The seminar discussed the merits of digital recording. While it seems its costs are still greater than a VHS-tape system, the long-term benefits can override the expense. I like the idea of being able to store camera activity on a hard drive, then easily storing a backup copy off-site. I think here of a situation where several units were broken into at a facility. The next day, the perpetrators came back, broke into the office, stole the VCR and destroyed all the tapes. If the data had been digitally stored and backed up, there might be some interesting records of the activity.

Digital images are also an easy way to take and store identification photos of your tenants. What a great way to discourage thieves and avoid potential risks. I strongly advocate the use of photos to verify who has access to your facility. And what if you could try a starter system for less than $200? I saw one Internet promotion for $169 that included three microcameras and addressable power supplies, as well as a wireless video receiver, transceiver module, video-camera remote control, battery pack, motion detector, cables and more.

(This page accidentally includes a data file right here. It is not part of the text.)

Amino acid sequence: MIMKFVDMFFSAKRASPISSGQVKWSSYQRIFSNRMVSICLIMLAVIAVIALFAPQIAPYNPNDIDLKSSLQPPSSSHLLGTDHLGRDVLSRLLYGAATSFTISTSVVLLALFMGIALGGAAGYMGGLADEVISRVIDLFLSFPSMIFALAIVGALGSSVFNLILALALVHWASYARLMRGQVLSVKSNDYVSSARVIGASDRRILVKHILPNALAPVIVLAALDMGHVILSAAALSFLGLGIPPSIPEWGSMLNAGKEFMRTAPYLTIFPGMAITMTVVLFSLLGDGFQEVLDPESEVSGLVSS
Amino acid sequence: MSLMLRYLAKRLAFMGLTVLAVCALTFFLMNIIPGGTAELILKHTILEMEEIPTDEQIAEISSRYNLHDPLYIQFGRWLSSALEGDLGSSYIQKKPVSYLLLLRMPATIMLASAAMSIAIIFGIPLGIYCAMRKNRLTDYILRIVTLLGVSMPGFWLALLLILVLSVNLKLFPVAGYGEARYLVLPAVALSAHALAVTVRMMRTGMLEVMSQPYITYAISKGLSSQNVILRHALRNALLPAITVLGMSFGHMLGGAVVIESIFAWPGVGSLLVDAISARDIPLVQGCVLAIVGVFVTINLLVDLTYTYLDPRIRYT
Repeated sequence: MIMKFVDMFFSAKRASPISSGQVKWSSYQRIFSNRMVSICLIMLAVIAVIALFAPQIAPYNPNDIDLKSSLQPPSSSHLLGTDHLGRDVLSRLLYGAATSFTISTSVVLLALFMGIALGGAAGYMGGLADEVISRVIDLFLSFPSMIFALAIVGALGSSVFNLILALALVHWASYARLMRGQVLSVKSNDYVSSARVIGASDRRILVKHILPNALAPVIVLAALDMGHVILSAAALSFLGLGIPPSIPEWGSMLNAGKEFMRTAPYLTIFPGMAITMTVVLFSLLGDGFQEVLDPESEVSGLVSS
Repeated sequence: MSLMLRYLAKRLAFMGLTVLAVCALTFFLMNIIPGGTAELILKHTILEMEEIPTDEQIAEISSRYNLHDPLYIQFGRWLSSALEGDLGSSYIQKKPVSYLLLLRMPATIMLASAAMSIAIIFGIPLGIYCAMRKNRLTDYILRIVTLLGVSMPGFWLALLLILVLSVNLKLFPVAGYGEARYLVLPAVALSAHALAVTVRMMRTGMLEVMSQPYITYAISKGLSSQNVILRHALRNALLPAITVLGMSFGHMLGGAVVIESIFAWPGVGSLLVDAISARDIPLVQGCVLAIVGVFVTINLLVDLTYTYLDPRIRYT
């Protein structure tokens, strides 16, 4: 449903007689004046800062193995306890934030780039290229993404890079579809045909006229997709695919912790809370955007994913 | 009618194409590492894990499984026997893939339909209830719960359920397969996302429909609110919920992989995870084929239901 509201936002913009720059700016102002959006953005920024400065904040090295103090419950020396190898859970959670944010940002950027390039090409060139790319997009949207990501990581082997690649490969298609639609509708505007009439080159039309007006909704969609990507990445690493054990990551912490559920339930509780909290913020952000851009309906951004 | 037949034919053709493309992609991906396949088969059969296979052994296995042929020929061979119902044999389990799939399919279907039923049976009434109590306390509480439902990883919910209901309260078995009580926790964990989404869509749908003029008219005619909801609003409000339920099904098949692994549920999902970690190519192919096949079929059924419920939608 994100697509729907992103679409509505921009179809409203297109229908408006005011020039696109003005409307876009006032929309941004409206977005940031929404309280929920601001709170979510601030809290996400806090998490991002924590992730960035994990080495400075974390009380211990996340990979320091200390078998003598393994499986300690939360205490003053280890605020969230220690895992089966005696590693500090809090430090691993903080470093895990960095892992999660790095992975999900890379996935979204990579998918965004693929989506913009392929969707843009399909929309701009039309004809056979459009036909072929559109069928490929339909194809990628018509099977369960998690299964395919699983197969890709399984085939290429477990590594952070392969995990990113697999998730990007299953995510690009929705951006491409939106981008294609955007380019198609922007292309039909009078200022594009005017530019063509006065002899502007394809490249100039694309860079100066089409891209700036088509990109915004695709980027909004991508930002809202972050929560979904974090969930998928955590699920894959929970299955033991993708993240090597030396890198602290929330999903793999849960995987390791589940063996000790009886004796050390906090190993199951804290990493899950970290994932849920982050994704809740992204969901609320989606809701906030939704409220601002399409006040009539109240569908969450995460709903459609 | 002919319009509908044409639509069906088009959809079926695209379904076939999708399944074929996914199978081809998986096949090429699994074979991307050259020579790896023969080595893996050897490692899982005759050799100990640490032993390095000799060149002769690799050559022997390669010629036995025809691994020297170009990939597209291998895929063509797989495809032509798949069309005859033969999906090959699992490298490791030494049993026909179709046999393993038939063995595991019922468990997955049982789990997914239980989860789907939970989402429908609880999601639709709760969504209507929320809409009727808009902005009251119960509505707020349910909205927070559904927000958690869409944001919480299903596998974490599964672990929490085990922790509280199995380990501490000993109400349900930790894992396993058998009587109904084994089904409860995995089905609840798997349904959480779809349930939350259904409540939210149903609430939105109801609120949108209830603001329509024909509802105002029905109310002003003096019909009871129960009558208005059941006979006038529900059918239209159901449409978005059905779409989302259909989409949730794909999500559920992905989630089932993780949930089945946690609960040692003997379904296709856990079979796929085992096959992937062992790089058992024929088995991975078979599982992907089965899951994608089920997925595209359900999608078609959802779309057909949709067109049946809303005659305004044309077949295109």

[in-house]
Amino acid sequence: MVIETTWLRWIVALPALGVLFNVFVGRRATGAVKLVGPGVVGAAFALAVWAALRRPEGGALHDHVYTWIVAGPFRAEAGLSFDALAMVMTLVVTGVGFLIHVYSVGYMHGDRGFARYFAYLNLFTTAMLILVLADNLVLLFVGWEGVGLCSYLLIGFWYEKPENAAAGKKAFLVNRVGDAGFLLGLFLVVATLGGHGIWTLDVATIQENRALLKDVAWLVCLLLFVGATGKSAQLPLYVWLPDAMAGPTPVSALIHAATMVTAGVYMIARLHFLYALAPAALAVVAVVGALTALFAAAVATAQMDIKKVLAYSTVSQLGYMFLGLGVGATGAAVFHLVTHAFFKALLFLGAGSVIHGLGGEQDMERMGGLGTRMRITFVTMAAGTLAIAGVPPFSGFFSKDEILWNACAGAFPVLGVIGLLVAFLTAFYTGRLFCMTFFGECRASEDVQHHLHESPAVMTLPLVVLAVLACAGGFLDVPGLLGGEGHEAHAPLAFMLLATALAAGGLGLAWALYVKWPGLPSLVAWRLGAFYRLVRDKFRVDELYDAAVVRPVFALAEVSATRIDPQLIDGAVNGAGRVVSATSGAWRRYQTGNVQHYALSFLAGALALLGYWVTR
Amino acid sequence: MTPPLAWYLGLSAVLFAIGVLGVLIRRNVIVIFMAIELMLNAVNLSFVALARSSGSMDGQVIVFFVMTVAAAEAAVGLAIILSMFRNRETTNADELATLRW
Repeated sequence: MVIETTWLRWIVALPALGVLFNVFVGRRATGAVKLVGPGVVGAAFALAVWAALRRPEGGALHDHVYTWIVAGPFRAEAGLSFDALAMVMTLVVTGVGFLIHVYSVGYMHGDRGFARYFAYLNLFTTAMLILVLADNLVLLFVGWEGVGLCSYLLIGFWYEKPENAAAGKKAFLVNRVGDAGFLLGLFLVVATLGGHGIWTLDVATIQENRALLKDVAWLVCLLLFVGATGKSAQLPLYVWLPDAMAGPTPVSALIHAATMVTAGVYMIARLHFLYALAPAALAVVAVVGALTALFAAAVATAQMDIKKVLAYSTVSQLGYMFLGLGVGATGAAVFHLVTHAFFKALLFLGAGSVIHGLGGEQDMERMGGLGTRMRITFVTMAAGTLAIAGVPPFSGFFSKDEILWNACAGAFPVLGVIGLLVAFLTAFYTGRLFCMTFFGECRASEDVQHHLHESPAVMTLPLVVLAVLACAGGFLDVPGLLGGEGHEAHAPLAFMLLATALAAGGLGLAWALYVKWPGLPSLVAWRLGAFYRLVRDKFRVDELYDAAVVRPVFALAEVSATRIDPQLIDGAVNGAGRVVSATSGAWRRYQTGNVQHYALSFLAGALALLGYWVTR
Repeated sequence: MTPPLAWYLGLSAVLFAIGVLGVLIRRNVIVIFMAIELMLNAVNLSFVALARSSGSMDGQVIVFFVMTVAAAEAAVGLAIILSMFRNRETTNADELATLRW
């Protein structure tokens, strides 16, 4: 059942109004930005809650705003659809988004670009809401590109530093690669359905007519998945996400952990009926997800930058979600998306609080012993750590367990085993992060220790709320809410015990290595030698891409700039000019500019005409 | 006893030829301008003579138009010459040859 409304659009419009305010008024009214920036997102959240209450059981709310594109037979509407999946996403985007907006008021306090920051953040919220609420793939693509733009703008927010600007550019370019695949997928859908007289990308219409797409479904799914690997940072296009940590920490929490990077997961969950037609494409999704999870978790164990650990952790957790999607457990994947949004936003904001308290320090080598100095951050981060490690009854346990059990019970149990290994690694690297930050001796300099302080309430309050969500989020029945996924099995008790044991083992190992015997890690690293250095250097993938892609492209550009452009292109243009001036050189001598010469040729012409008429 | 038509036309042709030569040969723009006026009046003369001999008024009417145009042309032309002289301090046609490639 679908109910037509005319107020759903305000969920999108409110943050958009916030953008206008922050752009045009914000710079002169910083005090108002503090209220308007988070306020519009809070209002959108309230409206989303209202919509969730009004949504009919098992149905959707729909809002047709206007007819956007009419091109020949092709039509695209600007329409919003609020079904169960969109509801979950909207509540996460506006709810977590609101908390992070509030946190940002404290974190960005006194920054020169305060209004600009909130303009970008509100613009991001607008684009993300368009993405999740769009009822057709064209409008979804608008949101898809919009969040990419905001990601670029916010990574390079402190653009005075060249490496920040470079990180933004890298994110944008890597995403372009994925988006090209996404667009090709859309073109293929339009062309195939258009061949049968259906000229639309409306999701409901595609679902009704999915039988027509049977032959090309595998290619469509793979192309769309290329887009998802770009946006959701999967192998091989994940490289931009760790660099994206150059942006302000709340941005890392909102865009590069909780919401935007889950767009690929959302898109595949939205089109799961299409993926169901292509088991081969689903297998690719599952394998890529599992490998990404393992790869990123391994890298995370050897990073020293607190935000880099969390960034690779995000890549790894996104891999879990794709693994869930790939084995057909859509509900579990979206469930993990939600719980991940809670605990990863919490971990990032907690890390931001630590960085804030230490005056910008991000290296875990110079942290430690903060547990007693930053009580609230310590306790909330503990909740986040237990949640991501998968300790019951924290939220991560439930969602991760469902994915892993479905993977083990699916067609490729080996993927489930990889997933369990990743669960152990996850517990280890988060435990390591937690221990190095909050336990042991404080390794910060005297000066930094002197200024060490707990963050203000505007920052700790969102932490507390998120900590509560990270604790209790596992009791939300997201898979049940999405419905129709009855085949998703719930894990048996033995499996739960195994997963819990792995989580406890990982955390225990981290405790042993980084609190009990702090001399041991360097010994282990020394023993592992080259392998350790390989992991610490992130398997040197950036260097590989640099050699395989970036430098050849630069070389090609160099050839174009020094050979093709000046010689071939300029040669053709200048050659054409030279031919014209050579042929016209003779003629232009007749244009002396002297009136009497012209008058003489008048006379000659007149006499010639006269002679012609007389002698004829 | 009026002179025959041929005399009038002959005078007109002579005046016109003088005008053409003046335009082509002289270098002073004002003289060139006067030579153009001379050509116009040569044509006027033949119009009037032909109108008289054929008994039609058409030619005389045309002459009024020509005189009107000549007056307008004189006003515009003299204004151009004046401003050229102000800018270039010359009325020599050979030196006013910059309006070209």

Wireless Door Alarms

I remember dealing with retrofits of hardwired door alarms, sometimes abandoning a project because of expense and lack of access to tenant spaces that precluded a smooth installation. Door-alarm technology is improving greatly, and the band signals have been changed and upgraded. Newer systems require fewer transponders, and false alarms have decreased. The price has started to inch downward, and the older systems will be obsolete in just a few years. But before you invest in wireless technology, make certain the equipment is compatible with your software and graphics display. Do not sacrifice good management controls in software just to accommodate individual door alarms. (For a list of self-storage security providers, including those offering digital-video technology and wireless door alarms, visit the online buyer's guide at and click "Security and Access.")

Software: The Great DOS Loss

All of the major players that produce self-storage management software have introduced at least one version of a Windows-based program to replace earlier DOS versions. But many operators (including large operators like Public Storage) have not yet made the move to Windows. I can only imagine the expense and time such a conversion would require.